The location and importance of Gokarneshwar
Adjacent to, and bordered on three sides by Gokarna Forest Reserve is the old Newari village of Gokarna, which is notable for its Shiva temple.
Built in 1582, the triple-roofed Gokarneshwar Mahadev Temple stands on the banks of the holy Bagmati River. Here, Newar Buddhists and Hindus of all ethnic groups celebrate special festivals in honour of their deceased. The temple's great interest is the surprisingly diverse collection of sculptures and reliefs throughout the site featuring a varied collection of gods and goddesses, some dating back more than a thousand years.
The Legend of the area of Gokarna
Shiva, the most popular god in Nepal, is a complex personality, exalted under 1,008 different names. Shiva is both destroyer and re-creator. Vishnu, Preserver of life and of the world, is the benevolent saviour, adored in multiple forms. Brahma created the cosmos and the other gods and goddesses.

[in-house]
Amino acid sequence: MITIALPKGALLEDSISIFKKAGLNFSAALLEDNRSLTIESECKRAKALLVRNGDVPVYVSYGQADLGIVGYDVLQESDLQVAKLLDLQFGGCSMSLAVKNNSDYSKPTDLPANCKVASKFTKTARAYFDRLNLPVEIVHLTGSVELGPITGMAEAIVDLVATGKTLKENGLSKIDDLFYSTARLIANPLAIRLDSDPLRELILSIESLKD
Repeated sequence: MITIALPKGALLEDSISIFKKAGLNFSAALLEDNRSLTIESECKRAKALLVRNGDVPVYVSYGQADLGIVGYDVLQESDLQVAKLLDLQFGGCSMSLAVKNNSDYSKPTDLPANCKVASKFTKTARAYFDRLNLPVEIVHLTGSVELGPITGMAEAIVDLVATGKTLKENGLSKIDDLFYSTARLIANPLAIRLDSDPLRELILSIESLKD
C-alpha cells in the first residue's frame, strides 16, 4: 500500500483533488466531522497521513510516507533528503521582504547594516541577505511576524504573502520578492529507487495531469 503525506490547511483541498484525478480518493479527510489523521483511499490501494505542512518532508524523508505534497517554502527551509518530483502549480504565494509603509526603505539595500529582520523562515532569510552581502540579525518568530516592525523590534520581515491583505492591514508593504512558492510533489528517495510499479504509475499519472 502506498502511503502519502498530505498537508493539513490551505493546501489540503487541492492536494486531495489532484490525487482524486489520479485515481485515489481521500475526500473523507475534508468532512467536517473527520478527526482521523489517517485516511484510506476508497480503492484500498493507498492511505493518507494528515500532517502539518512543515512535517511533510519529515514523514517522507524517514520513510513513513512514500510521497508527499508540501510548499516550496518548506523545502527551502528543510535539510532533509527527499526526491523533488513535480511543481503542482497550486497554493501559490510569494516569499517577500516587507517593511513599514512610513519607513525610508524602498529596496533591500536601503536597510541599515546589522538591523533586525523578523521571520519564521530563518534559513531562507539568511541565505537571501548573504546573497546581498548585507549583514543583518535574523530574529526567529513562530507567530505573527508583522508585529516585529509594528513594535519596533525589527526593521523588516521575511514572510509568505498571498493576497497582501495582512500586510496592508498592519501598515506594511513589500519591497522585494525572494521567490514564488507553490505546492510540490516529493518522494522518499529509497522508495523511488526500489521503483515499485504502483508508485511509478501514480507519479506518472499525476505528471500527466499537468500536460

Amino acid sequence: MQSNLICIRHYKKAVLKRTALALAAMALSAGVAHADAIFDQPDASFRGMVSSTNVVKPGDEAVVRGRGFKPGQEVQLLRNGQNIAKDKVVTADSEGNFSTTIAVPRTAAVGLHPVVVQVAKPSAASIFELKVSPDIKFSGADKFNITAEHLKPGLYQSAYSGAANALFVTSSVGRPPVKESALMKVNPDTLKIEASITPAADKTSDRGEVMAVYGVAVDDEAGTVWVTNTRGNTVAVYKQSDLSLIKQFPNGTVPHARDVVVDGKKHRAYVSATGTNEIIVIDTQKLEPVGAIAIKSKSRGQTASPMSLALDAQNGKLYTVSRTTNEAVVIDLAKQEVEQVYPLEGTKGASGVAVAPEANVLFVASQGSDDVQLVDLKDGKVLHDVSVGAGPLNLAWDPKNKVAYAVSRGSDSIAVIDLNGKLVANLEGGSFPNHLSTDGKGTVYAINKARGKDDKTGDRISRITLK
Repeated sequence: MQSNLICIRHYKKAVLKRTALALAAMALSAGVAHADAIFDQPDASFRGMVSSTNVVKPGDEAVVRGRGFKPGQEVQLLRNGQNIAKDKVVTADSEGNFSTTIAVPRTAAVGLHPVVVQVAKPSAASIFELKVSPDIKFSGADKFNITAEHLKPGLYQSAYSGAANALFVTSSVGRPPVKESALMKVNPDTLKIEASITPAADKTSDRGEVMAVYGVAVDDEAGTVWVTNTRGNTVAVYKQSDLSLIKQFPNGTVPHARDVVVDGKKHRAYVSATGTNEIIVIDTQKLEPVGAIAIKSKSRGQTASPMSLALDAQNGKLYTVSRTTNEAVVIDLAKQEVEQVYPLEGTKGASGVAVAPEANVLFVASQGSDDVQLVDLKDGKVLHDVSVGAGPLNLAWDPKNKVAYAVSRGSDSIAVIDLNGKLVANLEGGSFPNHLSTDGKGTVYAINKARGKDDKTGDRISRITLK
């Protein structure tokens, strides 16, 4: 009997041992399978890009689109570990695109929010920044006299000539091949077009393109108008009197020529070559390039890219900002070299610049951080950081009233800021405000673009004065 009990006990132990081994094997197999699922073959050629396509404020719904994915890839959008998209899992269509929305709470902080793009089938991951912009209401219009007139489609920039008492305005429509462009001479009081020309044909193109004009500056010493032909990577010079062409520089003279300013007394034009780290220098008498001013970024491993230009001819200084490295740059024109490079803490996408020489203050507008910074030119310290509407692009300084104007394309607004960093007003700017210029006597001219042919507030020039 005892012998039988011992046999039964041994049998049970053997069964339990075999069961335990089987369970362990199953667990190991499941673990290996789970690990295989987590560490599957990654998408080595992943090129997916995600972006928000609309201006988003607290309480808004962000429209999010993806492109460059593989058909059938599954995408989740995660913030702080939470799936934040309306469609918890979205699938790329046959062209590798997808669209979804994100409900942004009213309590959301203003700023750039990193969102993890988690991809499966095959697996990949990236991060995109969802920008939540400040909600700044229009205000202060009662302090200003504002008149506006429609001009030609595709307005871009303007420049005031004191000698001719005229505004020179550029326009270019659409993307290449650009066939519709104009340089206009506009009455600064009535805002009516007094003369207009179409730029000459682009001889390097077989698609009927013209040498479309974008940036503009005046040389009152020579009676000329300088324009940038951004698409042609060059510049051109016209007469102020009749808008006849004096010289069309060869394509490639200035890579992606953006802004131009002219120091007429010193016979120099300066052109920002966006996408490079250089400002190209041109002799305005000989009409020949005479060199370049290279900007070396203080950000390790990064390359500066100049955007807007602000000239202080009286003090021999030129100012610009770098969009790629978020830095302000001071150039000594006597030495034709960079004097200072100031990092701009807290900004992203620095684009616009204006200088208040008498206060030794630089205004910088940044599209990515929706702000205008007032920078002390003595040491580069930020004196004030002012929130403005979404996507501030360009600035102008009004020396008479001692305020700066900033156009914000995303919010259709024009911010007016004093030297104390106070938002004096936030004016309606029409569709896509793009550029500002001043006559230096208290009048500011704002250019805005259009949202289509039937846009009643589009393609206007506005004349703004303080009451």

Shiva, disguised as a one-horned golden deer, hid himself from the gods and from mankind in Pashupatinath forest. While he spent his days frolicking, the world suffered.
Vishnu the preserver, Brahma the creator, and Indra the king of gods, took matters into their hands and searched for him.
A goddess revealed Shiva's disguise and when they finally caught the deer by the horn, it burst into fragments and Shiva revealed himself. He asked the three Gods to establish his horn in their three worlds.
Vishnu installed his section in his celestial abode in Vaikuntha, Indra in his realm in heaven, and Brahma enshrined it at the sacred site of Gokarneshwor.